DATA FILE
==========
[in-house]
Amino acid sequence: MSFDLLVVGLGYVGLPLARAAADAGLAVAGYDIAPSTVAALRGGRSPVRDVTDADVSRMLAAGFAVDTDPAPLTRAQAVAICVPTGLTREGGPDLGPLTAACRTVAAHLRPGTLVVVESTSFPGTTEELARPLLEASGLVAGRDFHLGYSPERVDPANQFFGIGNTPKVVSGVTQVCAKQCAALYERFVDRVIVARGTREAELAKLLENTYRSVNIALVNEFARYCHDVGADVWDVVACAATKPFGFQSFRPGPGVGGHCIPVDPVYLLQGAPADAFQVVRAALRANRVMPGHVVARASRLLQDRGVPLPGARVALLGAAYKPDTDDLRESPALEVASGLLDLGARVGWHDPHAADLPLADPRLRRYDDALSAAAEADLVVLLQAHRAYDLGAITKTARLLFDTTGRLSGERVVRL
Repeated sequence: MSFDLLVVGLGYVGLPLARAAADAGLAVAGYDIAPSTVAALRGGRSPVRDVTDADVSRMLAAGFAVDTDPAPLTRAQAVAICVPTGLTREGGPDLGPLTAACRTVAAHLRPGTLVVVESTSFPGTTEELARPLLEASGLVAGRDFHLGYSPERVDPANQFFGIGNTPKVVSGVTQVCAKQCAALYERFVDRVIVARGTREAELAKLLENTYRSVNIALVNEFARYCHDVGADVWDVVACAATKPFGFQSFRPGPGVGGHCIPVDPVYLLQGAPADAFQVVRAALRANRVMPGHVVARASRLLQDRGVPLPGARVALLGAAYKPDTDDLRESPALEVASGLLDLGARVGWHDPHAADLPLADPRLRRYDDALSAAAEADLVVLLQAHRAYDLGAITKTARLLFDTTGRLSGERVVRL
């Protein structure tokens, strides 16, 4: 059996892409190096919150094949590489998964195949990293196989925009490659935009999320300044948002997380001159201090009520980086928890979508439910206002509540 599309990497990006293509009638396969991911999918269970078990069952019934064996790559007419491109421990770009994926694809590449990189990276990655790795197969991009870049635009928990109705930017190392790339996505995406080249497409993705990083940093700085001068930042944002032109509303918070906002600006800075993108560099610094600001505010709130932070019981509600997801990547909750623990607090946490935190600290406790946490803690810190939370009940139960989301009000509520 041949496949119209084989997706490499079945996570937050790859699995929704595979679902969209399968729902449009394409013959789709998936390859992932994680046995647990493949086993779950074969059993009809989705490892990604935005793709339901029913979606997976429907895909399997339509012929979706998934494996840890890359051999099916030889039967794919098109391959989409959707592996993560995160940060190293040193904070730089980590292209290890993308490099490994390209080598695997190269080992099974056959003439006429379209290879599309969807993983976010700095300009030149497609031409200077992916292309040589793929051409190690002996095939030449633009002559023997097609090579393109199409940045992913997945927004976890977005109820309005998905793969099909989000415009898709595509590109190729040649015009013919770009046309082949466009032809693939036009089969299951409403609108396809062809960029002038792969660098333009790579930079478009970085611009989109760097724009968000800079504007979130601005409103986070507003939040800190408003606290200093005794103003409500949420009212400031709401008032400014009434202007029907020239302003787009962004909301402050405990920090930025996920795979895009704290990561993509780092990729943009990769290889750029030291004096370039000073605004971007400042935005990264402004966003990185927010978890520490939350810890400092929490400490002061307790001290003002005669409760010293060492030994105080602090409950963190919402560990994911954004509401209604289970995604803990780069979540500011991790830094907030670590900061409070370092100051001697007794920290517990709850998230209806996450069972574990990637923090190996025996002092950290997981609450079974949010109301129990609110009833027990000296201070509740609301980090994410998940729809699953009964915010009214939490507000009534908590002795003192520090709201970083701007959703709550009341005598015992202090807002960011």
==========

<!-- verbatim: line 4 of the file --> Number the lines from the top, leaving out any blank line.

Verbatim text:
């Protein structure tokens, strides 16, 4: 059996892409190096919150094949590489998964195949990293196989925009490659935009999320300044948002997380001159201090009520980086928890979508439910206002509540 599309990497990006293509009638396969991911999918269970078990069952019934064996790559007419491109421990770009994926694809590449990189990276990655790795197969991009870049635009928990109705930017190392790339996505995406080249497409993705990083940093700085001068930042944002032109509303918070906002600006800075993108560099610094600001505010709130932070019981509600997801990547909750623990607090946490935190600290406790946490803690810190939370009940139960989301009000509520 041949496949119209084989997706490499079945996570937050790859699995929704595979679902969209399968729902449009394409013959789709998936390859992932994680046995647990493949086993779950074969059993009809989705490892990604935005793709339901029913979606997976429907895909399997339509012929979706998934494996840890890359051999099916030889039967794919098109391959989409959707592996993560995160940060190293040193904070730089980590292209290890993308490099490994390209080598695997190269080992099974056959003439006429379209290879599309969807993983976010700095300009030149497609031409200077992916292309040589793929051409190690002996095939030449633009002559023997097609090579393109199409940045992913997945927004976890977005109820309005998905793969099909989000415009898709595509590109190729040649015009013919770009046309082949466009032809693939036009089969299951409403609108396809062809960029002038792969660098333009790579930079478009970085611009989109760097724009968000800079504007979130601005409103986070507003939040800190408003606290200093005794103003409500949420009212400031709401008032400014009434202007029907020239302003787009962004909301402050405990920090930025996920795979895009704290990561993509780092990729943009990769290889750029030291004096370039000073605004971007400042935005990264402004966003990185927010978890520490939350810890400092929490400490002061307790001290003002005669409760010293060492030994105080602090409950963190919402560990994911954004509401209604289970995604803990780069979540500011991790830094907030670590900061409070370092100051001697007794920290517990709850998230209806996450069972574990990637923090190996025996002092950290997981609450079974949010109301129990609110009833027990000296201070509740609301980090994410998940729809699953009964915010009214939490507000009534908590002795003192520090709201970083701007959703709550009341005598015992202090807002960011």